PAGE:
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Yair June 15, 2009 at 3:48 am

 

Dace: From what I’ve read, I think something that confuses DU is that Fyfe doesn’t straightforwardly come out and say that his ethical theory, if person A understands it, would not necessarily change how A acts in any given situation.

Thanks, that does help.

since the community as a whole would have more and stronger desires fulfilled by having the newcomer scatter stones, it is still a fact that the desire to influence the newcomer into being a stone-scatterer is morally good.

No it isn’t. Well, not unless you equate having more and stronger desires fulfilled with being morally good, which is kinda begging the question. The only clear fact here is that

the [global] balance of reasons for action falls on the side of stone-scattering.

Sure.

These may not be your reasons for action, granted, but then why should we expect that from any ethical theory?

 
Because ethics is about convincing people to act in this way or that, it is about getting them to live their lives in a certain way, it is a prescriptive rather than descriptive theory. By calling the balance of power ‘good’ you are implicitly evoking all of that. If all you want is to describe the situation, not to convince anyone, you should use un-loaded terms, perhaps inventing a new term such as ‘Harmonious’.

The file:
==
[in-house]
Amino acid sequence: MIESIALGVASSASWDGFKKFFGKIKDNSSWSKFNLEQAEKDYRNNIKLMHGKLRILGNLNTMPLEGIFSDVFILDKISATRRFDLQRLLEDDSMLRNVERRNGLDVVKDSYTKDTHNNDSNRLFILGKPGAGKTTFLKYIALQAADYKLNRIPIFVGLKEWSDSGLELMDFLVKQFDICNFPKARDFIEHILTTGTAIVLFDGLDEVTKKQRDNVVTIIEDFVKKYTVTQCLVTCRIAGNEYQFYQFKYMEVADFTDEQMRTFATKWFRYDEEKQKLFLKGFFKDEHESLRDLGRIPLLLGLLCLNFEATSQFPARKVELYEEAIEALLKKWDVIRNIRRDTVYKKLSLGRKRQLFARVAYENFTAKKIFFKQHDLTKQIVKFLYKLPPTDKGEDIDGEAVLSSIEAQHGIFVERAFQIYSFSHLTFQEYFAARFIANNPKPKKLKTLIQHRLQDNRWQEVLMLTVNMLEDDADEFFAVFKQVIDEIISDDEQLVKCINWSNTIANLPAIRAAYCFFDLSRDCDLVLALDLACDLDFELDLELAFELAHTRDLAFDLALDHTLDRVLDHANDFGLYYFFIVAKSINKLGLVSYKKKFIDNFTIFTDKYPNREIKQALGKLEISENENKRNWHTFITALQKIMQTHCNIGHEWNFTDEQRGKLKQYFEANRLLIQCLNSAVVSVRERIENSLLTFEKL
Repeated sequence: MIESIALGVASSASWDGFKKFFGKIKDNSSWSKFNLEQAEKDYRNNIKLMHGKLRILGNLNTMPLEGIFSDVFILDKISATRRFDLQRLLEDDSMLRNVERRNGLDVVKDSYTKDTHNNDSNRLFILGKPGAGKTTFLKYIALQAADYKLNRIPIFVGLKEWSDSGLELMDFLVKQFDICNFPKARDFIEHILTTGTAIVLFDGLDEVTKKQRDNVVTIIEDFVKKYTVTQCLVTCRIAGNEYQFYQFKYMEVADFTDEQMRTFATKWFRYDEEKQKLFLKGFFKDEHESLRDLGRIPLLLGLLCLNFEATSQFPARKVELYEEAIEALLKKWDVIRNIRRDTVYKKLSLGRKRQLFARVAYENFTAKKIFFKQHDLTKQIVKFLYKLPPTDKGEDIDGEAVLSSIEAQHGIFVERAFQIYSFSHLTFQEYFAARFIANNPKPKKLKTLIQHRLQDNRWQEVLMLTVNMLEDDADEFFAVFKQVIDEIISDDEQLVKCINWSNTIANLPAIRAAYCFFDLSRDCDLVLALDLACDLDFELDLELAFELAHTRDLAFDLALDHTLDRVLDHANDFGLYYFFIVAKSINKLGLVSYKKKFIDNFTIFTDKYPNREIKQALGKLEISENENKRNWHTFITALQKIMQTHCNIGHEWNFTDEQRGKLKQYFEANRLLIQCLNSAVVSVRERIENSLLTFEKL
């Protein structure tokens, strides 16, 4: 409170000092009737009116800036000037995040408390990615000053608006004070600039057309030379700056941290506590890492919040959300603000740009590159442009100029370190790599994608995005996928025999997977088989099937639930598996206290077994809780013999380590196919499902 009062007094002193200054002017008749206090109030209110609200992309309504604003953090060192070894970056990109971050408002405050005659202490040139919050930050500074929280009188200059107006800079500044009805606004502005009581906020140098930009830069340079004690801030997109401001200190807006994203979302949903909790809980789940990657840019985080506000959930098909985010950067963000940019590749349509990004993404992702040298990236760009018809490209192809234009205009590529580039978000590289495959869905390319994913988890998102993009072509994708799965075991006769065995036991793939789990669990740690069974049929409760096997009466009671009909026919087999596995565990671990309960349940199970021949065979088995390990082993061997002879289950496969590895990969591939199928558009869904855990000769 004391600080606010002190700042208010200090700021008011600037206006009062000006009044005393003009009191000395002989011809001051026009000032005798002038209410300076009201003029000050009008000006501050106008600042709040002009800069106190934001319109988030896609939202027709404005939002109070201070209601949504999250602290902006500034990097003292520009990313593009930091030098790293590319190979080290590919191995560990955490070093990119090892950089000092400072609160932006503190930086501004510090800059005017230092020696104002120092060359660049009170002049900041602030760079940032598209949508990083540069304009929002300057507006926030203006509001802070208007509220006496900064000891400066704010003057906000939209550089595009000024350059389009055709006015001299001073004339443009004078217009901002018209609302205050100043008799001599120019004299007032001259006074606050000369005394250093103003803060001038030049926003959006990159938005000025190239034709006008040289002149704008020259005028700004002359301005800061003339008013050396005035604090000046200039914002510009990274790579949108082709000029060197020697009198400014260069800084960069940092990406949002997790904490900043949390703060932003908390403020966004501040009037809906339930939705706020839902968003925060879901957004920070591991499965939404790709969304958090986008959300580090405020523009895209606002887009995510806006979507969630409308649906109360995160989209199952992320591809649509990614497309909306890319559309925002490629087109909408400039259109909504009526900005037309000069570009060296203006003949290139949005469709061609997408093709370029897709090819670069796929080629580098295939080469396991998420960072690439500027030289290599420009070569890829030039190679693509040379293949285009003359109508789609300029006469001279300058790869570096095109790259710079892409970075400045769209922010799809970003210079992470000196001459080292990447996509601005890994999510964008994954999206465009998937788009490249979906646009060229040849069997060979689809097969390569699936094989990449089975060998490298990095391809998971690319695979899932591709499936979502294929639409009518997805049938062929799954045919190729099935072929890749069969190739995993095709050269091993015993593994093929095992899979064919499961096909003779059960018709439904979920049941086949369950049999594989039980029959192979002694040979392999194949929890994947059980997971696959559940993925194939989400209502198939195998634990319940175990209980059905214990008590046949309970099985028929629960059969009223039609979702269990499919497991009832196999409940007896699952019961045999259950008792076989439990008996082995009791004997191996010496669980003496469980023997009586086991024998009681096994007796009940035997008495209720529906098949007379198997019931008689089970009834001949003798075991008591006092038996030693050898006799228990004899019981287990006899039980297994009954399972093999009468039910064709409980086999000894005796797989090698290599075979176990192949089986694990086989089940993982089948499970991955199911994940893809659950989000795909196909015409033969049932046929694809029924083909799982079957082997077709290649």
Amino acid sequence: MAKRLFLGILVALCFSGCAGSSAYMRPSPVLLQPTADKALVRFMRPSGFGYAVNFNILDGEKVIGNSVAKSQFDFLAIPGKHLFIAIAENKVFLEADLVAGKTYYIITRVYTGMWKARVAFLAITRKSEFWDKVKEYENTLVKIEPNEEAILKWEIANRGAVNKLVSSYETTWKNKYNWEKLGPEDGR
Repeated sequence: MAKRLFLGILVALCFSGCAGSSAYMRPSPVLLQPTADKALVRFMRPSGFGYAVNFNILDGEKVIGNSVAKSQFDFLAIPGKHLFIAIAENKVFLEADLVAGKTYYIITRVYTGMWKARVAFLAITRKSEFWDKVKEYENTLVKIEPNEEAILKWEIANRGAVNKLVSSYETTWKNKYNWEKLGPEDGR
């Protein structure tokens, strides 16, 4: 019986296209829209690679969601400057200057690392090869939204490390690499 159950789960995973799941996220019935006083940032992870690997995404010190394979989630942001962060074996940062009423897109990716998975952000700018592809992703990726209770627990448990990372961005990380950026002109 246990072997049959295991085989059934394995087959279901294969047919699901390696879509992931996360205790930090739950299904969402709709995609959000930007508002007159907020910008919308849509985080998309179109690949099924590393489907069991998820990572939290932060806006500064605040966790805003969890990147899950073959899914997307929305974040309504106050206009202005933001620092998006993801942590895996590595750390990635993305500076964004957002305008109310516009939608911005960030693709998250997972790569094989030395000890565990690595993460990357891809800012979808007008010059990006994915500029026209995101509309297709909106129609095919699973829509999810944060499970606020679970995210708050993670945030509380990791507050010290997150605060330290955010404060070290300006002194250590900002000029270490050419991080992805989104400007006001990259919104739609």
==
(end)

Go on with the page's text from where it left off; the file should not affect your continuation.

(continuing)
Now, I’m not saying that a single ethical theory can convince anyone. I am saying that a single meta-ethical framework can convince everyone, namely that morality is about furthering the person’s desires, and that for each individual a specific ethical theory should then be constructed, tailored fitted to his desires. Fortunately, since we’re all human, I think in practice the tailoring need not be too great and the same basic design can serve (nearly) all.

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lukeprog June 15, 2009 at 6:50 am

Yair,

Some desires are stronger than others. Thus, some reasons for action are stronger than others.

Morality is concerned with a calculation of ALL the reasons for action that exist, regardless of which ones are “mine” or “yours.” My reasons for action carry special weight in determining what I WILL do, but they do not carry special weight in determining what I SHOULD do.